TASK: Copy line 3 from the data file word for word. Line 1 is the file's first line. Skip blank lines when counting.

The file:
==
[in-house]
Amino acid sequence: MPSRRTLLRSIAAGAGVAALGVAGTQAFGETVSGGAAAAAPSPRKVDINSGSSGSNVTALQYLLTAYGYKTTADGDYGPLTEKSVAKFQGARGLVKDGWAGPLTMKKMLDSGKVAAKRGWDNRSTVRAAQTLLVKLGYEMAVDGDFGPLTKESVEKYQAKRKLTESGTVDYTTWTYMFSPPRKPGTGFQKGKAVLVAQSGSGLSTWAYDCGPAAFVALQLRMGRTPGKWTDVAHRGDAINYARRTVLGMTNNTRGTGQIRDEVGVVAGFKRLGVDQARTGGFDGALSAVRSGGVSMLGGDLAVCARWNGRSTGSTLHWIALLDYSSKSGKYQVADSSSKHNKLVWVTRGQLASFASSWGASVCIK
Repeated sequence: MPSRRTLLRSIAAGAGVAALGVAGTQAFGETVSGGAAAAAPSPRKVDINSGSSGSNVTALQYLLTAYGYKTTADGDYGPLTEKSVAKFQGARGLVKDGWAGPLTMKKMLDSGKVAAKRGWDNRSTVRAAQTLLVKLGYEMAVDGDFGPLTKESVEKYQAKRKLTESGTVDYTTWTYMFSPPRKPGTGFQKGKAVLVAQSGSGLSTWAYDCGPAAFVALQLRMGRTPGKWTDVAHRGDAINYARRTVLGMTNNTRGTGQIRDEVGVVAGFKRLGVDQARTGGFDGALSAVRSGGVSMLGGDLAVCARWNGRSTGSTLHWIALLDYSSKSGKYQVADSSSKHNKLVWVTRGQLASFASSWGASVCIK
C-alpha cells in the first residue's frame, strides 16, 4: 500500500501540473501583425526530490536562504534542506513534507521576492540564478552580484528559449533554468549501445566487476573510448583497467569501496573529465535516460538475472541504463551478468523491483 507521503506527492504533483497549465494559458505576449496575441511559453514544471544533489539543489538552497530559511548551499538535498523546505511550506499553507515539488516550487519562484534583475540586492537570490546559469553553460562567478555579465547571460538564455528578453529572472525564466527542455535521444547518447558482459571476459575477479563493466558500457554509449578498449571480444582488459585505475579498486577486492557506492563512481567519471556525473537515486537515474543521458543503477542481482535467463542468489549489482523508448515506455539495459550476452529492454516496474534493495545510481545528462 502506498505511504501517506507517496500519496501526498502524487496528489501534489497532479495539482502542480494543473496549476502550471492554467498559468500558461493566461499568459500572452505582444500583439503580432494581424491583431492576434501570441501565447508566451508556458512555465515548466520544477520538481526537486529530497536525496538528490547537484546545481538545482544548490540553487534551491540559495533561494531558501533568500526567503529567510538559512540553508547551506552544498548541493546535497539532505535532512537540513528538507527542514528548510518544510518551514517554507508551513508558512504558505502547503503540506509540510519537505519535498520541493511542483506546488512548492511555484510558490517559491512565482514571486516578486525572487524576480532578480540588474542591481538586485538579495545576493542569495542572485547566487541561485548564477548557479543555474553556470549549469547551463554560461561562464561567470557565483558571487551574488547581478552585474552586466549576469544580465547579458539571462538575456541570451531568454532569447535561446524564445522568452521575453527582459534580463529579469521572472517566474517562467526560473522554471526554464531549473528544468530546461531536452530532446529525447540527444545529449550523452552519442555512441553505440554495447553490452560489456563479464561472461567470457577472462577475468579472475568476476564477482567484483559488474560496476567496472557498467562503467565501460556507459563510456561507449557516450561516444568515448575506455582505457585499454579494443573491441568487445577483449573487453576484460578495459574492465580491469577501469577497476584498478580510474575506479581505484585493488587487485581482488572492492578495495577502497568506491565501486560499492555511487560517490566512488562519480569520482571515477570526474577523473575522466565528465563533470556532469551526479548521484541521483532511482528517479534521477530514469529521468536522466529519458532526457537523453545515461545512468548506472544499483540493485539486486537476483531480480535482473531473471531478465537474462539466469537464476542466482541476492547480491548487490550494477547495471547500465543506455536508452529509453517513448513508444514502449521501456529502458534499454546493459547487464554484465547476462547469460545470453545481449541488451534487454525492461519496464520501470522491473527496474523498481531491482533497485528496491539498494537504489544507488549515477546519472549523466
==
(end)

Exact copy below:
Repeated sequence: MPSRRTLLRSIAAGAGVAALGVAGTQAFGETVSGGAAAAAPSPRKVDINSGSSGSNVTALQYLLTAYGYKTTADGDYGPLTEKSVAKFQGARGLVKDGWAGPLTMKKMLDSGKVAAKRGWDNRSTVRAAQTLLVKLGYEMAVDGDFGPLTKESVEKYQAKRKLTESGTVDYTTWTYMFSPPRKPGTGFQKGKAVLVAQSGSGLSTWAYDCGPAAFVALQLRMGRTPGKWTDVAHRGDAINYARRTVLGMTNNTRGTGQIRDEVGVVAGFKRLGVDQARTGGFDGALSAVRSGGVSMLGGDLAVCARWNGRSTGSTLHWIALLDYSSKSGKYQVADSSSKHNKLVWVTRGQLASFASSWGASVCIK